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He he he... THIS is a funny post! When the hubby and I bought Wu-Wei, one of the first things we did was replace the head. It wasn't that the head was in bad shape, but since it is a 1981 boat, there are some things you feel better about. Our PO told us the macerator worked. Like everything else on the boat, it was a half-truth. It died. The hubby bought a much better one and installed it on one of those rare days he was off from work. I have no idea what happened, as when he returned home, he said, "The new one is installed. We will never discuss this day ever again or what happened." I knew it must have been bad, very bad. We don't flush the TP- I have the theory, "If you don't eat it, you don't flush it," so all toilet paper goes into ziplock bags in the head trash can after use. Well, a few months ago (after a few months of non-use) the macerator started acting up again. Once again, I managed to be at work when the hubby had to troubleshoot this rather crappy problem. And again, he would not discuss the traumatic details (except to relay he went through two rolls of paper towels, a bottle of Clorox Clean-Up, and a box of latex gloves, and I needed to reprovision these items.) Apparently, solid poo and months of non-use will cause a solid layer of crud that will jack up your macerator. We now use the enzyme-poo-eating holding tank stuff that RVers use versus the holding tank deordant that we used before. Since the hubby won't really talk about macerator troubleshooting part #2, I can only guess (since he did not have to replace the pump) that is what caused it. Good luck in your troubleshooting, and let me know what you did to fix it (since the hubby says his experience is too traumatic to discuss!)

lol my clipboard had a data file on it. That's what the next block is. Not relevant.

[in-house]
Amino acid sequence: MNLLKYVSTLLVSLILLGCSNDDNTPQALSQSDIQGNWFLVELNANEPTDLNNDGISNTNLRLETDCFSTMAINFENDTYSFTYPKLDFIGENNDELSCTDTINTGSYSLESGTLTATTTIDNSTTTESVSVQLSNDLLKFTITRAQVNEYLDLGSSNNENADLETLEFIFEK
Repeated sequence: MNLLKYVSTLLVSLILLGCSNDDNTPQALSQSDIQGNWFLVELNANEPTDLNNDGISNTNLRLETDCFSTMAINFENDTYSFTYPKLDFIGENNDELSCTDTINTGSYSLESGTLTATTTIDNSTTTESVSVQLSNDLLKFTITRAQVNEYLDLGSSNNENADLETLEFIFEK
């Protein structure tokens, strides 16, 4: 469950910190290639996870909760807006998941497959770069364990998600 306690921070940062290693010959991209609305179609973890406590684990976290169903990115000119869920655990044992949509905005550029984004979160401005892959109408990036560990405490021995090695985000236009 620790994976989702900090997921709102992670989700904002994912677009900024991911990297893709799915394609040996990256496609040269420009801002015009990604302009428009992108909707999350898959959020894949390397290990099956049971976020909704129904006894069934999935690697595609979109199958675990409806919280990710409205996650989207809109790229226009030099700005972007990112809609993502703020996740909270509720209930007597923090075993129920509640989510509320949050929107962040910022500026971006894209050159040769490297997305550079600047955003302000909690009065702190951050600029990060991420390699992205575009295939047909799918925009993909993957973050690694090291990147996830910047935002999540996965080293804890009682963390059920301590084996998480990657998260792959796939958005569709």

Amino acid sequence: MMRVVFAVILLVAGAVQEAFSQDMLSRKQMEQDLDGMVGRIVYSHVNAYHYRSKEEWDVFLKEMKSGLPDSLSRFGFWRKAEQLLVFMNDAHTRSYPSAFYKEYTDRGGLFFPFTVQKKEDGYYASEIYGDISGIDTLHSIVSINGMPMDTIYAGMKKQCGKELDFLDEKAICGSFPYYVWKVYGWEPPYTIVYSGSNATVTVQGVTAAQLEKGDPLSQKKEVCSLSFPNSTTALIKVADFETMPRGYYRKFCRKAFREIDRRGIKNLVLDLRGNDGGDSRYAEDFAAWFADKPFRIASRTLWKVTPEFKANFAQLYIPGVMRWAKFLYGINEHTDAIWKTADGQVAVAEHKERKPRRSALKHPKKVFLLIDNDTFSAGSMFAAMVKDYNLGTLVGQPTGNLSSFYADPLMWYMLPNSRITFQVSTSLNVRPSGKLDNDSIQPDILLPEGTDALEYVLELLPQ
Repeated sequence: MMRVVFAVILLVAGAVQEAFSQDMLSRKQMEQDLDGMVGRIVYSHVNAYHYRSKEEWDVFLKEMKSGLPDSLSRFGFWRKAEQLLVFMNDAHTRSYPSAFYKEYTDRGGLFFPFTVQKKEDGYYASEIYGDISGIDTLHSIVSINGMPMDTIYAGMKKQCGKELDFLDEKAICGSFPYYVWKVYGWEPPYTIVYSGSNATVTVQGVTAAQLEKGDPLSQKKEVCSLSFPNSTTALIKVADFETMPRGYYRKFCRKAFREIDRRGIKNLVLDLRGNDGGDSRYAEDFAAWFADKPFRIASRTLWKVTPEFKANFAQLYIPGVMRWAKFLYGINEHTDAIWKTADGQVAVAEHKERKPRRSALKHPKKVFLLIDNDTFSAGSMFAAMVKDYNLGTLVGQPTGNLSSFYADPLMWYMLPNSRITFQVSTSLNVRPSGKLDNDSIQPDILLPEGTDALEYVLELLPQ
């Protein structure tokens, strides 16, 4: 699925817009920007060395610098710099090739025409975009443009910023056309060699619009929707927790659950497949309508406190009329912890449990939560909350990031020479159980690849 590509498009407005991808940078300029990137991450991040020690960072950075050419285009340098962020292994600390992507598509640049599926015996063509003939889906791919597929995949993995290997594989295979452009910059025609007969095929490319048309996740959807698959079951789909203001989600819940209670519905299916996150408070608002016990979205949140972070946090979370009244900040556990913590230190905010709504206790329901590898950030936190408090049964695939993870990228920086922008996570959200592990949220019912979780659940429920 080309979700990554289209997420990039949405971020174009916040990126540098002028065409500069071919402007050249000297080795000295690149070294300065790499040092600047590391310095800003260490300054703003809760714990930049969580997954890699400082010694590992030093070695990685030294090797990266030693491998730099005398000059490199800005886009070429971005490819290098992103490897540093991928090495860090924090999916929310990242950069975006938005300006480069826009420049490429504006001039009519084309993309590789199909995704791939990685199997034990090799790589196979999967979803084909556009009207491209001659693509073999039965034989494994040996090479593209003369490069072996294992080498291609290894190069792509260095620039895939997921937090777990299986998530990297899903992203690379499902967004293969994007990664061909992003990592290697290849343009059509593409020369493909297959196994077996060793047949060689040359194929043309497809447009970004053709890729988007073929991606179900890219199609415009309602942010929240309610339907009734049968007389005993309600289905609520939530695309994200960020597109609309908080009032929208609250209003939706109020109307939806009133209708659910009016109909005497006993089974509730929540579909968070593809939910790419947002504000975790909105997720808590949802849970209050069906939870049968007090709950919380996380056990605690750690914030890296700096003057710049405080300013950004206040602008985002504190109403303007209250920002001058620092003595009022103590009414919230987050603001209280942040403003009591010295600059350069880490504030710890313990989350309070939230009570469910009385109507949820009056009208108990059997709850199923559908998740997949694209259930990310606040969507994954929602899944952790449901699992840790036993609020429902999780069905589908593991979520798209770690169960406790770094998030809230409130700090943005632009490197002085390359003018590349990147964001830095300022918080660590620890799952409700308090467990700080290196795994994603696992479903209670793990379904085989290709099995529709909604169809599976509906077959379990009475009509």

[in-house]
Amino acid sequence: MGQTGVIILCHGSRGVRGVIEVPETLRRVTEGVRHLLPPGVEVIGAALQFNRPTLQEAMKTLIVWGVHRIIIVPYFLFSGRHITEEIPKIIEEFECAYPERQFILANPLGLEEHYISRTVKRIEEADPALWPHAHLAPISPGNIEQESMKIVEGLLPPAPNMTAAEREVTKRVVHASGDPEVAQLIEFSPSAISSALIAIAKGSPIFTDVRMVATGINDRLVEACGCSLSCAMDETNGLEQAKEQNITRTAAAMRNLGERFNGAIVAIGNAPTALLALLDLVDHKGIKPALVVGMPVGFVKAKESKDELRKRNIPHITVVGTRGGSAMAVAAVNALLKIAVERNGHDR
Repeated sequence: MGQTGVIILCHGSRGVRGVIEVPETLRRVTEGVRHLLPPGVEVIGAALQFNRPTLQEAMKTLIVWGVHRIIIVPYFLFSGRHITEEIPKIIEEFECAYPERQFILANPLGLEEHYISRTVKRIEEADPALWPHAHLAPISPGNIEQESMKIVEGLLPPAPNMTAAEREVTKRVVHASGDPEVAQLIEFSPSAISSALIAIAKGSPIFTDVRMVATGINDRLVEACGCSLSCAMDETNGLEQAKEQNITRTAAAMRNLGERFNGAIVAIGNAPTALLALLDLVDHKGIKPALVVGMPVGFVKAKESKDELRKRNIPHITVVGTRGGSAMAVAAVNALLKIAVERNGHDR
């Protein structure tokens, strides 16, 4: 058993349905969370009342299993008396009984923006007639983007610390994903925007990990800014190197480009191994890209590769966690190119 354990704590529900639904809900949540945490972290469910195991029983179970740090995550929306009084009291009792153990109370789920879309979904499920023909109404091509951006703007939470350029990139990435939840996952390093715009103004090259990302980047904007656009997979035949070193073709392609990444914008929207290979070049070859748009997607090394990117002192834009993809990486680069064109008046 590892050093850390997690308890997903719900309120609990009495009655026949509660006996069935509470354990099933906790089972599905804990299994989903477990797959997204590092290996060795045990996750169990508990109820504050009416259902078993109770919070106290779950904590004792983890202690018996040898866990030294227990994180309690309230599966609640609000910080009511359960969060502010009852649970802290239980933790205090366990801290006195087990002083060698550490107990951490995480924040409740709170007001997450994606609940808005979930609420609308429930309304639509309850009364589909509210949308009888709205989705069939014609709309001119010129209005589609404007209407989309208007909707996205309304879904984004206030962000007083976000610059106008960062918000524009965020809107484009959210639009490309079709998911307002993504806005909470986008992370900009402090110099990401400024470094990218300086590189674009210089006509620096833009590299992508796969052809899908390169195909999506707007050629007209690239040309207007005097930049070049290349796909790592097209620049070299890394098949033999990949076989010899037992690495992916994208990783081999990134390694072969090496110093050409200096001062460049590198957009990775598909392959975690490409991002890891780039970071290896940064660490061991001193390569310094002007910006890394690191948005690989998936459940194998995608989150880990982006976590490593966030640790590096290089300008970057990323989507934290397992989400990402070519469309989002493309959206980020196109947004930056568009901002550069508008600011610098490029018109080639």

Chris
US 30' Wu-Wei
http://www.diysailor.com
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post #17 of 21 Old 09-22-2007
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As the operator of a holding tank pumpout service, I recommend using a product called "Odorlos". Breaks up solids, reduces odor, is biodegradable and non-toxic.

"Pump it, don't dump it."
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post #18 of 21 Old 09-22-2007 Thread Starter
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rebuilding heads, etc.

Hey,

So I'm not the only one who has had the pleasure changing a macerator!! I feel for your other poor bastards.

Anyway, rebuilding or changing a head isn't that bad. Just run a lot of water and some vinegar through it, and it won't be terrible. Before you start the rebuild, find out how much a new head costs, and thing very very hard about just tossing the old and installing a new. My last boat came with a old Jabsco head that didn't draw water in. I tried to rebuild it, but it leaked. So for $100 I bought a brand new one. If the head was a good one I would have tried harder to repair it.

I do have kids (3 of them, 6, 9, 13) but changing diapers was nothing compared to changing the macerator. I can tell you that from now on, my holding tank will receive a regular treatment of odorloss, and the macerator will get used on a regular basis.

Barry

Barry Lenoble
Deep Blue C, 2002 C&C 110
Mt. Sinai, NY

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post #19 of 21 Old 09-23-2007
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While I don't have a macerator pump to fix on my boat, I did re-plumb the head system this spring. Now the head flushes directly into the holding tank, but the tank can be pumped out manually, or via the deck fitting. Sailing to out past the three-mile limit isn't all that big a chore when the pumpout boat can't get to us.

Sailingdog

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You know what the first rule of sailing is? ...Love. You can learn all the math in the 'verse, but you take
a boat to the sea you don't love, she'll shake you off just as sure as the turning of the worlds. Love keeps
her going when she oughta fall down, tells you she's hurting 'fore she keens. Makes her a home.

—Cpt. Mal Reynolds, Serenity (edited)

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post #20 of 21 Old 09-23-2007
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Quote:
Originally Posted by sailingdog View Post
Sailing to out past the three-mile limit isn't all that big a chore when the pumpout boat can't get to us.
In the northern part of the Chesapeake Bay it's a chore.